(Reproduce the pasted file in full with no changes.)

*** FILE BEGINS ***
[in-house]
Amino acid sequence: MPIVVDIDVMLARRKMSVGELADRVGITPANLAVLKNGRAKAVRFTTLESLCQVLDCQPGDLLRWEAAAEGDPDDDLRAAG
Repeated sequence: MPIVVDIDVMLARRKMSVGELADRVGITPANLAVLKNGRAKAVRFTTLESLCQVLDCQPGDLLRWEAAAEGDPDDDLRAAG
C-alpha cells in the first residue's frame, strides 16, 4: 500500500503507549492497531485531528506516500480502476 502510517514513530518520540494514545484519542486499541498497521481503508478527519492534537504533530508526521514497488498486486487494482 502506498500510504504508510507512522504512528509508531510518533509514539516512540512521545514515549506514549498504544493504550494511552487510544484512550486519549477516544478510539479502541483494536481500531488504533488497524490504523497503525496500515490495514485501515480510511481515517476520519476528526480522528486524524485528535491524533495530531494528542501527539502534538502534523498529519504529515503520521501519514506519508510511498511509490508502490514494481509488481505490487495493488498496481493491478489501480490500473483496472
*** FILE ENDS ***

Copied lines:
[in-house]
Amino acid sequence: MPIVVDIDVMLARRKMSVGELADRVGITPANLAVLKNGRAKAVRFTTLESLCQVLDCQPGDLLRWEAAAEGDPDDDLRAAG
Repeated sequence: MPIVVDIDVMLARRKMSVGELADRVGITPANLAVLKNGRAKAVRFTTLESLCQVLDCQPGDLLRWEAAAEGDPDDDLRAAG
C-alpha cells in the first residue's frame, strides 16, 4: 500500500503507549492497531485531528506516500480502476 502510517514513530518520540494514545484519542486499541498497521481503508478527519492534537504533530508526521514497488498486486487494482 502506498500510504504508510507512522504512528509508531510518533509514539516512540512521545514515549506514549498504544493504550494511552487510544484512550486519549477516544478510539479502541483494536481500531488504533488497524490504523497503525496500515490495514485501515480510511481515517476520519476528526480522528486524524485528535491524533495530531494528542501527539502534538502534523498529519504529515503520521501519514506519508510511498511509490508502490514494481509488481505490487495493488498496481493491478489501480490500473483496472